Who would have thought that about 7 months into this pandemic we would be talking about truth. But we are, and that has made all the difference in the world, literally.
When the pandemic started I thought we all would commit to doing what we needed to do to avoid the illness and death predicted to result from this virus. And for a while, it seemed like we did. However then something happened that took us in a different direction. Messages became garbled and conflicting, risk was emphasized by some and minimized by others; some thought this was life threatening, others said it was no worse than the flu. And on and on.
The confusion and miscommunication occurs through the present, and I suspect will continue into the future. And with a fall surge anticipated by a number of experts, we are destined to see even more tragedy visit families across this country.
One of the core principles I established as the pandemic took root was accurate and timely communication. I forewarned my colleagues that they would have numbers of cases and deaths blared at them in the media multiple times daily. They were also warned that the number of deaths would increase dramatically, and grab their attention and their concern. All of that was predictable—and all of it came to pass.
What wasn’t predictable was that some political leaders would (and still do) take a different tack. That was something I never expected, to be honest. But they did. And now we discover they took that different tack knowing full well that the virus was lethal to an extreme degree. However, again for reasons I don’t understand, they assumed that the public wouldn’t be able to handle the news, and panic would result.
The result? A country divided along political lines about an issue of public health and safety. Routine flouting of every sensible recommendation made routinely. Claiming a “constitutional right” to infect others, possibly leading to death and more likely to long-lasting consequences from an illness that has many different effects on our bodies’ systems.
It didn’t have to be this way, however I am personally not surprised. In fact, like everything in life, this was predictable.
When I first started my blog in September 2005 I had a number of discussions with colleagues about the focus and goals of the blog. In the course of those conversations, I shared a vision of the future when it came to “truth.”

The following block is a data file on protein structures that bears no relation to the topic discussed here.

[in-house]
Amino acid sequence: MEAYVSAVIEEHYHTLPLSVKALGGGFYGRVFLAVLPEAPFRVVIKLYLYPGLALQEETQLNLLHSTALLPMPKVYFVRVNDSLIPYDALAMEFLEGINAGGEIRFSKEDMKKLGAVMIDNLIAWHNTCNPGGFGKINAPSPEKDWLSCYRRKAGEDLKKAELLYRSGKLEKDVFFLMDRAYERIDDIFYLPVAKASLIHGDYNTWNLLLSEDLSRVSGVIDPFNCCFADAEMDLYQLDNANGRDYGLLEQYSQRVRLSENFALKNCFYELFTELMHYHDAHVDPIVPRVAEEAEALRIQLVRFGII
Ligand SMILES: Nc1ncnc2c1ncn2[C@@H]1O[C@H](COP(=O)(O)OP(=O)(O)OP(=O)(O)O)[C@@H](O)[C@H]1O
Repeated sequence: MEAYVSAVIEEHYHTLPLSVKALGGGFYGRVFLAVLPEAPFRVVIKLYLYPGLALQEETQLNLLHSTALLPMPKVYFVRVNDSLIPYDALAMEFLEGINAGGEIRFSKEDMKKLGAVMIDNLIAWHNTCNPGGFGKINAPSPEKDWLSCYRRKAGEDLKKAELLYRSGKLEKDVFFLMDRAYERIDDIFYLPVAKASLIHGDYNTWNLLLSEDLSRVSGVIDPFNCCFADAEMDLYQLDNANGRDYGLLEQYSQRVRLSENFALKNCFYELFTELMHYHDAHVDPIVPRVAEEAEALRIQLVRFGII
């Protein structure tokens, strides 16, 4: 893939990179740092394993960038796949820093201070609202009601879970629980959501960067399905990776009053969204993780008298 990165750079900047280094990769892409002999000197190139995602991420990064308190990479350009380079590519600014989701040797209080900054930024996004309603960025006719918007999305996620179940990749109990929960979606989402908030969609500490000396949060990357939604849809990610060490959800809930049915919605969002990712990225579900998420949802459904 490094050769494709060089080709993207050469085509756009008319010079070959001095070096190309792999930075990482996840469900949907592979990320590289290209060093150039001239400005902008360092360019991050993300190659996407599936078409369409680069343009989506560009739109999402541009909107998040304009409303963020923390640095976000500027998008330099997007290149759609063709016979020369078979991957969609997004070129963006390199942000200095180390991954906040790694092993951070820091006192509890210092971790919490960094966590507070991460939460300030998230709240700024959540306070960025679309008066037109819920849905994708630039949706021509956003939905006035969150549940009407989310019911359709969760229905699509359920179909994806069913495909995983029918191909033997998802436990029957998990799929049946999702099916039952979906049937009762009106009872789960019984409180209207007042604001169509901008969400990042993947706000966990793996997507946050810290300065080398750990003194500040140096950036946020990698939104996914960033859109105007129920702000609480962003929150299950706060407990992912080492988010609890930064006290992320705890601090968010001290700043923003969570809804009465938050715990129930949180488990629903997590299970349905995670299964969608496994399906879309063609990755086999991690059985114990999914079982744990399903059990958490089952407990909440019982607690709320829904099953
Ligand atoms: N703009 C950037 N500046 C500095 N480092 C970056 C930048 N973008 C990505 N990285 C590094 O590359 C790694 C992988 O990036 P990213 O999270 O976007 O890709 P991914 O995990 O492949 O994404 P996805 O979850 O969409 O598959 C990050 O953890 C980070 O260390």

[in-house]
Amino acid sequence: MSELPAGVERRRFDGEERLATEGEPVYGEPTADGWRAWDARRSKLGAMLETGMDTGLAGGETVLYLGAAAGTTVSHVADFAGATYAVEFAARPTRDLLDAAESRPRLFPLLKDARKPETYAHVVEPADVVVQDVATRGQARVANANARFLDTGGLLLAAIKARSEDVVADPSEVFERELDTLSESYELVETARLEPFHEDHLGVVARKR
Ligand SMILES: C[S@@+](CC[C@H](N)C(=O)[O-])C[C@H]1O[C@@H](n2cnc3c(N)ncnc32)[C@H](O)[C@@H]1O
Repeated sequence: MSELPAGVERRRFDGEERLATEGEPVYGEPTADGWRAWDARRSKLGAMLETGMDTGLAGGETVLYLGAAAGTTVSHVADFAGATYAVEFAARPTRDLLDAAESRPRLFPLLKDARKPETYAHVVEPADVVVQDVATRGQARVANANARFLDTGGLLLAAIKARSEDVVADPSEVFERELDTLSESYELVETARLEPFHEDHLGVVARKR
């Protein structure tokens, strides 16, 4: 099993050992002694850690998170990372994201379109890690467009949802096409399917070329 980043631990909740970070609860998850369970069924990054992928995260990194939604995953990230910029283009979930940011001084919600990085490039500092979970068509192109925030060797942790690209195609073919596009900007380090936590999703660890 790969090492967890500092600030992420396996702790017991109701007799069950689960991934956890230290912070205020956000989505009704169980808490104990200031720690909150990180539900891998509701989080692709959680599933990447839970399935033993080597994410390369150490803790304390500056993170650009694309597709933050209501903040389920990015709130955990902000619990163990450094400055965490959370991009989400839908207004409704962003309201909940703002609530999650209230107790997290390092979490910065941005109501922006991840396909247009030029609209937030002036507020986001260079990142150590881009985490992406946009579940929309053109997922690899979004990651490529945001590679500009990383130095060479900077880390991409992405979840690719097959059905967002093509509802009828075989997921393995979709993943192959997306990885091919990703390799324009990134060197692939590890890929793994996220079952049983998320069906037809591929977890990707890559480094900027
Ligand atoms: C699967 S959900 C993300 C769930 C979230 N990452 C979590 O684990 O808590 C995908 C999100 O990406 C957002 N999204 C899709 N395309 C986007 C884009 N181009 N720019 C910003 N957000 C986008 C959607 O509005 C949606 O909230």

At that point in time, people generally looked to trusted sources such as newspapers of record and reputable organizations such as the American Cancer Society for accurate information. My comment to my colleagues was that in the future “truth” would become something different than it was at that moment: the internet, access to information, and the ability to find resources that supported one’s view of events and information would result in people taking on a very personal mantle of judgment as to what was true and what was not. No longer would the “truth” come from “on high.” No, truth would be perceived by each individual according to their own framework and world view.
So here we are: in the midst of a pandemic, a nation divided as we approach significant elections. And we have multiple “truths” for each of these events and many others, such as the fires engulfing a good part of our west coast. There is no “trusted source” that we all listen to, and our fracture is in fact our peril.
Truth has now become transactional. The recently released tapes make it clear that our political leaders knew (and know) full well about the dangers of the coronavirus, yet continue to make statements not based on fact. Michael Cohen’s book Disloyal (which I am reading now) makes it clear that transactional “truth” is not a new phenomenon. Bending “truth” or creating “truth” to suit a particular purpose is acceptable in the view of some.
And now, from my perspective, we are paying a dear price for transactional “truth”: the loss of lives that did not have to be lost, the impact of illness that didn’t have to happen.
So what do I believe will happen from here? Frankly I don’t know. I have been waiting and waiting for the silent majority to stand up and take control of truth when it comes to COVID 19. A sudden awakening that we can make a difference when it comes to the pandemic, that by following simple rules of engagement we can reduce the burden of illness and death that this pandemic has caused.
Alas, it isn’t happening. Our media provides us views on a daily basis of people flouting the rules of social distance and social behavior. Too many do not take into consideration what each of us has to do for the benefit of all, which would lead to less heartbreak, and—yes—a better economy.
Meanwhile, “truth” is now relative. It is not absolute. Not because absolute truth doesn’t exist, but because each of us has the power to create our own version of truth based on our own needs and our own interpretation.
Public health can bend this curve. However, public health has to have the support of the public to be effective. It has to be viewed as a source of truth in a moment in time when efforts to contain a deadly plague are falling further and further behind.
We live in a “post-truth” world, a world where “COVID truth” is more subjective than objective, where our behaviors and responses are conditioned to factors that are not consistent with scientific principles or knowledge. Every day I am seeing people say they care more about “I” than “we”, taking risks that are not acceptable, possibly causing illness and deaths in others they come into contact with, unconcerned about the impact of their behaviors. All because they live in a world where their “truth” differs from those around them.
It isn’t right, however it isn’t going to go away. We do have leaders who could make a difference, if only they would. But their “truth” appears to be transactional, focused on what they think is good politics, even if it is not good medicine.
What a sad state of affairs…